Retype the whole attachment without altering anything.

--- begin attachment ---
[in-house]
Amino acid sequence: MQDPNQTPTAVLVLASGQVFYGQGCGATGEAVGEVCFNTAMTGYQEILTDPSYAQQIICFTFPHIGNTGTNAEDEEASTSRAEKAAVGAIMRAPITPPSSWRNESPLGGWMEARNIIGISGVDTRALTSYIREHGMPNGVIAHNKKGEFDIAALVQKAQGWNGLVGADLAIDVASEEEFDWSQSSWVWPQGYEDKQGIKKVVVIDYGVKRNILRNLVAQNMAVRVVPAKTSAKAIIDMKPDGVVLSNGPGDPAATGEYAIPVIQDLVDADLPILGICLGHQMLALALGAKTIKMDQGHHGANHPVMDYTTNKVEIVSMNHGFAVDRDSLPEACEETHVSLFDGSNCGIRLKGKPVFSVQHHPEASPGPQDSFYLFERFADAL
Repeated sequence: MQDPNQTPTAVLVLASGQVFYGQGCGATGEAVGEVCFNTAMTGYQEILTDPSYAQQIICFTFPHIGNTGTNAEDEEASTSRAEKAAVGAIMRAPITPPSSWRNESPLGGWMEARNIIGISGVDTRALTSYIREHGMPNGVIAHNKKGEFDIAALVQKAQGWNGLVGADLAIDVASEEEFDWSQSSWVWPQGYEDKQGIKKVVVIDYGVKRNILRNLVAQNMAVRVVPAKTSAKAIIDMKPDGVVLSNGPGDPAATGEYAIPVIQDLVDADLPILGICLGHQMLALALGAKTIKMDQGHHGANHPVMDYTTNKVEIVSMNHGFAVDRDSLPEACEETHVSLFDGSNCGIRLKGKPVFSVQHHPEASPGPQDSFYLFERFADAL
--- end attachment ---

[in-house]
Amino acid sequence: MQDPNQTPTAVLVLASGQVFYGQGCGATGEAVGEVCFNTAMTGYQEILTDPSYAQQIICFTFPHIGNTGTNAEDEEASTSRAEKAAVGAIMRAPITPPSSWRNESPLGGWMEARNIIGISGVDTRALTSYIREHGMPNGVIAHNKKGEFDIAALVQKAQGWNGLVGADLAIDVASEEEFDWSQSSWVWPQGYEDKQGIKKVVVIDYGVKRNILRNLVAQNMAVRVVPAKTSAKAIIDMKPDGVVLSNGPGDPAATGEYAIPVIQDLVDADLPILGICLGHQMLALALGAKTIKMDQGHHGANHPVMDYTTNKVEIVSMNHGFAVDRDSLPEACEETHVSLFDGSNCGIRLKGKPVFSVQHHPEASPGPQDSFYLFERFADAL
Repeated sequence: MQDPNQTPTAVLVLASGQVFYGQGCGATGEAVGEVCFNTAMTGYQEILTDPSYAQQIICFTFPHIGNTGTNAEDEEASTSRAEKAAVGAIMRAPITPPSSWRNESPLGGWMEARNIIGISGVDTRALTSYIREHGMPNGVIAHNKKGEFDIAALVQKAQGWNGLVGADLAIDVASEEEFDWSQSSWVWPQGYEDKQGIKKVVVIDYGVKRNILRNLVAQNMAVRVVPAKTSAKAIIDMKPDGVVLSNGPGDPAATGEYAIPVIQDLVDADLPILGICLGHQMLALALGAKTIKMDQGHHGANHPVMDYTTNKVEIVSMNHGFAVDRDSLPEACEETHVSLFDGSNCGIRLKGKPVFSVQHHPEASPGPQDSFYLFERFADAL